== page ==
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"whitened", "blackened", and "reddened"; but "yellowed", "grayed", and "blued".

Is there some rule or is it just one of those things?

"Greened" makes sense; no one is going to say "greenened".

"Pinked" or "pinkened"?

"Purpled" or "empurpled"?

First person to not make an Arrested Development joke gets a +1 from me.

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You do see "blacked" sometimes. You do it to shoes and you do it when you drink too much. – MετάEd Nov 21 '11 at 23:45
Come to think of it, you get both "blacked out" and "whited out" but with very different connotations. – MετάEd Nov 21 '11 at 23:47
Yeah, someone said "whiting" to me too -- that's why I posted the question. – Malvolio Nov 21 '11 at 23:47
Then again, "whiting" is a sort of fish and "pinked" is something you did with a pair of special shears. – MετάEd Nov 21 '11 at 23:49
@MetaEd "Blacking" and "whiting", I think, are extra forms that refer to making something entirely black/white. (Also the former refers to application of blacking). – JeffSahol Nov 22 '11 at 0:56

It looks like words that end with a hard consonant get the "-en".

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What about 'pink'? – Mitch Nov 22 '11 at 0:31
@Mitch I would use "pinken", if for no other reason, at least to avoid confusion with something done with a rapier or pinking shears. – JeffSahol Nov 22 '11 at 0:43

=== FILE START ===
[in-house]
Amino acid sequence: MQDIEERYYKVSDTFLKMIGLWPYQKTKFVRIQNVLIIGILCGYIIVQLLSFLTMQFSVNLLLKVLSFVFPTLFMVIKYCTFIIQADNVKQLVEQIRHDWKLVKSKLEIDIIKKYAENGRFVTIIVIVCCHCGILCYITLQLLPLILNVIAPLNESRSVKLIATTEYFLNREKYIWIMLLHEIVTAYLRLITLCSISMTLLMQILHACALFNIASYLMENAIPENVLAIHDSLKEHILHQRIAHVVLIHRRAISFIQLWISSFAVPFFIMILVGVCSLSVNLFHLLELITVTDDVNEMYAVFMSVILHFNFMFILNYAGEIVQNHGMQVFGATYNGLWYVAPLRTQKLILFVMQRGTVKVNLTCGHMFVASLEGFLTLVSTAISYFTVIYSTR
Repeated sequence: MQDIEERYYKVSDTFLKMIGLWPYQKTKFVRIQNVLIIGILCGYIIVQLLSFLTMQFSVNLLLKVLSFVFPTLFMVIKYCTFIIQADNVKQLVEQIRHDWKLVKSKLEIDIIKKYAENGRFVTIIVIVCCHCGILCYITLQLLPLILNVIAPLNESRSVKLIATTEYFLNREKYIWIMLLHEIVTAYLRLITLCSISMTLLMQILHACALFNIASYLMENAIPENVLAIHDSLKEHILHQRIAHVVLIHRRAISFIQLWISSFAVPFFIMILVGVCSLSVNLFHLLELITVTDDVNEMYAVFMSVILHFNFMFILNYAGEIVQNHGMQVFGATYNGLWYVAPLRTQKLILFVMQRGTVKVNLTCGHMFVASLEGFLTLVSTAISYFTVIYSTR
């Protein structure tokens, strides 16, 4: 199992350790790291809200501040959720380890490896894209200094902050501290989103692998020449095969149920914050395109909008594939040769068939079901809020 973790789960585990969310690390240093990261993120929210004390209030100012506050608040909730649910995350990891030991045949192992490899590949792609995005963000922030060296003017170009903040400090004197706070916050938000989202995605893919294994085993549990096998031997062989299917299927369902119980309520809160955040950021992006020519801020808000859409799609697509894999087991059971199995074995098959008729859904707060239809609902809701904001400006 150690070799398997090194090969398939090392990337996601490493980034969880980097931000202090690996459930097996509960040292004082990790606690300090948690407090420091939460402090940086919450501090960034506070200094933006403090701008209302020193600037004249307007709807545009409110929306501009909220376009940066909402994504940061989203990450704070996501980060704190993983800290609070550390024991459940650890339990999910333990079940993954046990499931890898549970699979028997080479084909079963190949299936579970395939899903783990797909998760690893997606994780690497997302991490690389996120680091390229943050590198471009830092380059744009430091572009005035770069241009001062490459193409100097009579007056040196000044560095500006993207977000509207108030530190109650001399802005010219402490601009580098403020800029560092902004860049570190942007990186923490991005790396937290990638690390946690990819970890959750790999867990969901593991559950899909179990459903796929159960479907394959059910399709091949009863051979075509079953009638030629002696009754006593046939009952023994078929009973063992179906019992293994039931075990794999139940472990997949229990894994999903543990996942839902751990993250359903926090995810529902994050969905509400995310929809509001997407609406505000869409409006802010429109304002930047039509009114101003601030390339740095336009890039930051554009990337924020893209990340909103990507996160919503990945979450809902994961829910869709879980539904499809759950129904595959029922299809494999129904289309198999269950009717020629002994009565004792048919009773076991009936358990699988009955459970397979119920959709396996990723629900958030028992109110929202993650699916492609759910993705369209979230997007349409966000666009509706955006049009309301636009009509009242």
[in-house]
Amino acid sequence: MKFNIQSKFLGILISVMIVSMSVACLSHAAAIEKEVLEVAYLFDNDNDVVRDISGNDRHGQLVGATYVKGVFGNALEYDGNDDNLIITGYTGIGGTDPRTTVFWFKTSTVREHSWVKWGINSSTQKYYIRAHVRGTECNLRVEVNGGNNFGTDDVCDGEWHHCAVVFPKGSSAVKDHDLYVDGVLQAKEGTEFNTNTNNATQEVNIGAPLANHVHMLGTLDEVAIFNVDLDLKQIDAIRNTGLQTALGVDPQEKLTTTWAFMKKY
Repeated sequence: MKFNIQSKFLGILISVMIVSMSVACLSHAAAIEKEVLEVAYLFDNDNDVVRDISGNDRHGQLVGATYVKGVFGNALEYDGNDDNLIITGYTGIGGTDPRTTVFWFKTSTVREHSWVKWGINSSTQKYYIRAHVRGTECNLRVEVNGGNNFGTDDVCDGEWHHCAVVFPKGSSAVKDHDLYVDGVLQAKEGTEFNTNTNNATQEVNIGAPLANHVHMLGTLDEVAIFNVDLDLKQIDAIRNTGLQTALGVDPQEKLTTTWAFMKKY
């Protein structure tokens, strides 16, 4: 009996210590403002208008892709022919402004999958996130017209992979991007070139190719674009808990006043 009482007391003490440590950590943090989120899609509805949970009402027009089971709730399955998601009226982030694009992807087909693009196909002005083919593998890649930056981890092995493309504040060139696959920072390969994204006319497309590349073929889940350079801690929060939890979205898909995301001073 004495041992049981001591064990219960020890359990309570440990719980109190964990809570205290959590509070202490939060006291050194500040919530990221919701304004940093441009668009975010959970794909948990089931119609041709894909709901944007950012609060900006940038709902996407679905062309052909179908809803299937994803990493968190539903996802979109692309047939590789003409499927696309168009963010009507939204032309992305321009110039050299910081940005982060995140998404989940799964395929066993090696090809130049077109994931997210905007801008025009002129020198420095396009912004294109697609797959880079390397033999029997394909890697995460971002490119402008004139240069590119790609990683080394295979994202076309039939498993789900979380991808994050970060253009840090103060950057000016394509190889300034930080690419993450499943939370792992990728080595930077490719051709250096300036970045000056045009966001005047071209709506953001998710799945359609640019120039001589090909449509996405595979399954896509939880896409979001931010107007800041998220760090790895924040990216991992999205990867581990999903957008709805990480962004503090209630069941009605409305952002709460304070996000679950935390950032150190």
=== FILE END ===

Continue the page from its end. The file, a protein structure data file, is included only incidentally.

This answer concerns only the colours pink and purple

Pink Pink ends on a hard consonant thus "to pinken" would seem logical and the Merriam-Webster indeed lists this as a legitimate form but ONLY as an intransitive verb. According to the Merriam-Webster, the form "to pink" means many things but NOT "to make something pink" . Oxford Dictionaries, however, does list "to pink" as relating to colour but ONLY as an intransitive verb.

Strangely enough, none of the dictionaries seem to list a transitive form, which suggests that we should use "to make pink" for this purpose. However, personally (and I think many others with me) would be perfectly comfortable to use "to pinken" as a transitive verb - even though the dictionaries don't agree with me.

Purple Both "to purple" and "to empurple" are valid forms.

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The explanation is more likely to be semantic and morphological than phonetic. The OED records as both transitive and intransitive verbs black (and blacken), white (and whiten), purple (and empurple) green, pink, yellow, pink, grey, and blue, although not all are in current use. The forms white, black and purple first occur either at roughly the same time as the longer forms, or predate them. The –en suffix is found in verbs other than those which indicate a change of colour. The OED begins it etymological note on the suffix with:

Most of the words of this type seem to have been formed in late Middle English or early modern English, on the analogy of a few verbs which came down from Old English or were adopted from Old Norse . . .’

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